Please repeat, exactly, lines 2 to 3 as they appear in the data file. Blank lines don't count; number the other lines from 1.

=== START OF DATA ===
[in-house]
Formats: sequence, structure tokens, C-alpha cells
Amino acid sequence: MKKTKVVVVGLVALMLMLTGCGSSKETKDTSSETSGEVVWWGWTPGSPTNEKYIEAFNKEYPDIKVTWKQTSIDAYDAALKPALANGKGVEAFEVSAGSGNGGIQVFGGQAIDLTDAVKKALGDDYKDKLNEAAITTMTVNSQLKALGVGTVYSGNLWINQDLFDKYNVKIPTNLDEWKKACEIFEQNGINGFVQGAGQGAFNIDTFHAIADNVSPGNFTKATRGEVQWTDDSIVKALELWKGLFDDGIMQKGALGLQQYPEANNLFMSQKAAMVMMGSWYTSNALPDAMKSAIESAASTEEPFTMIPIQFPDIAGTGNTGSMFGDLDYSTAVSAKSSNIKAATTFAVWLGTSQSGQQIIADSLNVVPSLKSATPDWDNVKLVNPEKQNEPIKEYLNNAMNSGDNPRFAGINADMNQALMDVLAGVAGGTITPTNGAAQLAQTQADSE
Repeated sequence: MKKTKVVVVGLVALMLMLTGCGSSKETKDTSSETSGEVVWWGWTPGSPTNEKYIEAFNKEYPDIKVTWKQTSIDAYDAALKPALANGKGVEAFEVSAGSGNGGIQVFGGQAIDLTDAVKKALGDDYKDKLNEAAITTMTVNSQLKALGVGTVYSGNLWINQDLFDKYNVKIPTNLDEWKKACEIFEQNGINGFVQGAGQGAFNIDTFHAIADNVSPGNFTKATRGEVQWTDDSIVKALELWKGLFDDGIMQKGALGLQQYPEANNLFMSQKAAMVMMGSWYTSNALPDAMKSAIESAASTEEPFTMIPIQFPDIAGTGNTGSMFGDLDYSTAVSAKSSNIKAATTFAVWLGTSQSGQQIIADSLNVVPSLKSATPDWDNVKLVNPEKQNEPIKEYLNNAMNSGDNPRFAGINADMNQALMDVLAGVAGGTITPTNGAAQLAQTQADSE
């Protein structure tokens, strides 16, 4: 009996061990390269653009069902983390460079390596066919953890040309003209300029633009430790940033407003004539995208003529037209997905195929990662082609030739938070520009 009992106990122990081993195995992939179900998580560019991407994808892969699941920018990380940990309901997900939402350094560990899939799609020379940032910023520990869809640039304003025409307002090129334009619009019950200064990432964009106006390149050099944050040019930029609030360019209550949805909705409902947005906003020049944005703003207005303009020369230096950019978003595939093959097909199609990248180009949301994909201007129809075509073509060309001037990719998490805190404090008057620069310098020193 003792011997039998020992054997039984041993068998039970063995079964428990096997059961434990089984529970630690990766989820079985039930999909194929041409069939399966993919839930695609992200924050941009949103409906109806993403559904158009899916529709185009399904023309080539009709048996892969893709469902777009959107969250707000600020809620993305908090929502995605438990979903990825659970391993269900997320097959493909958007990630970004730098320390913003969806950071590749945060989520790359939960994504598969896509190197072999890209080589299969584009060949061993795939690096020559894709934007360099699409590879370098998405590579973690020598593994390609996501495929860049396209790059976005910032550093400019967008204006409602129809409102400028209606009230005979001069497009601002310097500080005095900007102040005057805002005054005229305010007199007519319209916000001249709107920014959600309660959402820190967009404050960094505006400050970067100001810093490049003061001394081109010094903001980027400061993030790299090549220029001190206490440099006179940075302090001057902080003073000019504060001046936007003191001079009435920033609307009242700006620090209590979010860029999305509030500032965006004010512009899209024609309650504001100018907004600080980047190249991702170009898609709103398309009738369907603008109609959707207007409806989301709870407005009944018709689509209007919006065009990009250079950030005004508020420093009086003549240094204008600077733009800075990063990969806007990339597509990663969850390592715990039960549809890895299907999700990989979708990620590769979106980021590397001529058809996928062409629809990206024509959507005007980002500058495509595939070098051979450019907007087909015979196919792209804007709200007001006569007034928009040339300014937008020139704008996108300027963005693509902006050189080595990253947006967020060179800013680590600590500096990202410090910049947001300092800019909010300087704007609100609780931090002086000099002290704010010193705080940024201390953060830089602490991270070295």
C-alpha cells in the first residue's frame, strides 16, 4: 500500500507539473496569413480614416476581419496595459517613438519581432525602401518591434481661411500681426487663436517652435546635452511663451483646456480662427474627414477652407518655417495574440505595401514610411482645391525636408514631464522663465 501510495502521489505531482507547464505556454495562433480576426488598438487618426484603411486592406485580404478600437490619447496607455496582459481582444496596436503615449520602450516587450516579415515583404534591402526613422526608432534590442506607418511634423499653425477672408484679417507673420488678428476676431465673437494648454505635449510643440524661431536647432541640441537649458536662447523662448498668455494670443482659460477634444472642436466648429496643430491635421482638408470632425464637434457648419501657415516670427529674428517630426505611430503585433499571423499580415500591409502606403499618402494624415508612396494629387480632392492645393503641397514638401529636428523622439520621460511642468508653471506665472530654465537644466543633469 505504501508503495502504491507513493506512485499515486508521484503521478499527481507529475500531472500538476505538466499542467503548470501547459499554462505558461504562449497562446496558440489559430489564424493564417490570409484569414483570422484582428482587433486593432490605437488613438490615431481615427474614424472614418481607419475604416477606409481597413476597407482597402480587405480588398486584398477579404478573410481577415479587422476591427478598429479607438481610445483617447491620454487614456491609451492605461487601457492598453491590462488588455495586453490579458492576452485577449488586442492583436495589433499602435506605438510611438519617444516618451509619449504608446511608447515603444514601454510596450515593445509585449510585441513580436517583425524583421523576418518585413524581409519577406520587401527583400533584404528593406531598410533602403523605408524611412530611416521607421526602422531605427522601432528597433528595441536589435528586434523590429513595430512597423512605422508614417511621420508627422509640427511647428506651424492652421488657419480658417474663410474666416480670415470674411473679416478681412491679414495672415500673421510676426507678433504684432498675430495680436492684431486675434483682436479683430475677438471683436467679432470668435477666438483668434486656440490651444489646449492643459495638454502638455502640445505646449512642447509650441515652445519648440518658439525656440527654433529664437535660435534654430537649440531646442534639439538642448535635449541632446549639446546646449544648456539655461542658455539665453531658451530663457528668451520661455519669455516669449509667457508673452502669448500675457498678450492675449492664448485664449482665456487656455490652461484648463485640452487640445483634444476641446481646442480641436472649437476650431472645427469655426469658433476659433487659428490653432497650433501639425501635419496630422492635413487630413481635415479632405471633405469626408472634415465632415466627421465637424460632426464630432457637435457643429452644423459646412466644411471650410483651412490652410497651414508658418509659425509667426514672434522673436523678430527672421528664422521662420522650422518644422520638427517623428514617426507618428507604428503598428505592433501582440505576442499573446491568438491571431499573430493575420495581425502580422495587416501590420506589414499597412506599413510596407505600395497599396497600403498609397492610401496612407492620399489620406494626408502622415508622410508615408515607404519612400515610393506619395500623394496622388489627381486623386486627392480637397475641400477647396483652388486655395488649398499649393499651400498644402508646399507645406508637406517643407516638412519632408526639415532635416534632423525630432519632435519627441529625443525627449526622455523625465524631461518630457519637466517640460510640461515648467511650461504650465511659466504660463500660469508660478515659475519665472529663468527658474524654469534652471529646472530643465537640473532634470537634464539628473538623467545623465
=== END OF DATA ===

Formats: sequence, structure tokens, C-alpha cells
Amino acid sequence: MKKTKVVVVGLVALMLMLTGCGSSKETKDTSSETSGEVVWWGWTPGSPTNEKYIEAFNKEYPDIKVTWKQTSIDAYDAALKPALANGKGVEAFEVSAGSGNGGIQVFGGQAIDLTDAVKKALGDDYKDKLNEAAITTMTVNSQLKALGVGTVYSGNLWINQDLFDKYNVKIPTNLDEWKKACEIFEQNGINGFVQGAGQGAFNIDTFHAIADNVSPGNFTKATRGEVQWTDDSIVKALELWKGLFDDGIMQKGALGLQQYPEANNLFMSQKAAMVMMGSWYTSNALPDAMKSAIESAASTEEPFTMIPIQFPDIAGTGNTGSMFGDLDYSTAVSAKSSNIKAATTFAVWLGTSQSGQQIIADSLNVVPSLKSATPDWDNVKLVNPEKQNEPIKEYLNNAMNSGDNPRFAGINADMNQALMDVLAGVAGGTITPTNGAAQLAQTQADSE